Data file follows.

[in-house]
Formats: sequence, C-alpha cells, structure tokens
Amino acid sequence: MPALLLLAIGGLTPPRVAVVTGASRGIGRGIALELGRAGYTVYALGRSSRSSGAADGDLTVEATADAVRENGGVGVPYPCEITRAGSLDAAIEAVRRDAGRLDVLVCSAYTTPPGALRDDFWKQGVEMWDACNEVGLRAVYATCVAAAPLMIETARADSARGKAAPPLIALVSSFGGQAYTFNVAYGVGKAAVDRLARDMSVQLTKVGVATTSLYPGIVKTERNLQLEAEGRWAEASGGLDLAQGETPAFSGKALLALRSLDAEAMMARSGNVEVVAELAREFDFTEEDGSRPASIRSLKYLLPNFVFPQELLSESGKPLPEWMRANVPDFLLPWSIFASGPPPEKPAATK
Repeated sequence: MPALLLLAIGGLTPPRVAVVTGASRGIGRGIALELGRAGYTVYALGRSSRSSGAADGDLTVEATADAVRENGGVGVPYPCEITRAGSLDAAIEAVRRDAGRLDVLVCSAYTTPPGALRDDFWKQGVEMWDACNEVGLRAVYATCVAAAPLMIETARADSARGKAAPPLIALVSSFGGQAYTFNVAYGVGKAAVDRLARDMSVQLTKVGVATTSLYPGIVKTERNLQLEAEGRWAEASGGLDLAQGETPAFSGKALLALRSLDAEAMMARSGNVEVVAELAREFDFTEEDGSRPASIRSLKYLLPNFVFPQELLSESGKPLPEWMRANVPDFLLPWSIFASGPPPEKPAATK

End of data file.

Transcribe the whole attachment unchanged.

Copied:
[in-house]
Formats: sequence, C-alpha cells, structure tokens
Amino acid sequence: MPALLLLAIGGLTPPRVAVVTGASRGIGRGIALELGRAGYTVYALGRSSRSSGAADGDLTVEATADAVRENGGVGVPYPCEITRAGSLDAAIEAVRRDAGRLDVLVCSAYTTPPGALRDDFWKQGVEMWDACNEVGLRAVYATCVAAAPLMIETARADSARGKAAPPLIALVSSFGGQAYTFNVAYGVGKAAVDRLARDMSVQLTKVGVATTSLYPGIVKTERNLQLEAEGRWAEASGGLDLAQGETPAFSGKALLALRSLDAEAMMARSGNVEVVAELAREFDFTEEDGSRPASIRSLKYLLPNFVFPQELLSESGKPLPEWMRANVPDFLLPWSIFASGPPPEKPAATK
Repeated sequence: MPALLLLAIGGLTPPRVAVVTGASRGIGRGIALELGRAGYTVYALGRSSRSSGAADGDLTVEATADAVRENGGVGVPYPCEITRAGSLDAAIEAVRRDAGRLDVLVCSAYTTPPGALRDDFWKQGVEMWDACNEVGLRAVYATCVAAAPLMIETARADSARGKAAPPLIALVSSFGGQAYTFNVAYGVGKAAVDRLARDMSVQLTKVGVATTSLYPGIVKTERNLQLEAEGRWAEASGGLDLAQGETPAFSGKALLALRSLDAEAMMARSGNVEVVAELAREFDFTEEDGSRPASIRSLKYLLPNFVFPQELLSESGKPLPEWMRANVPDFLLPWSIFASGPPPEKPAATK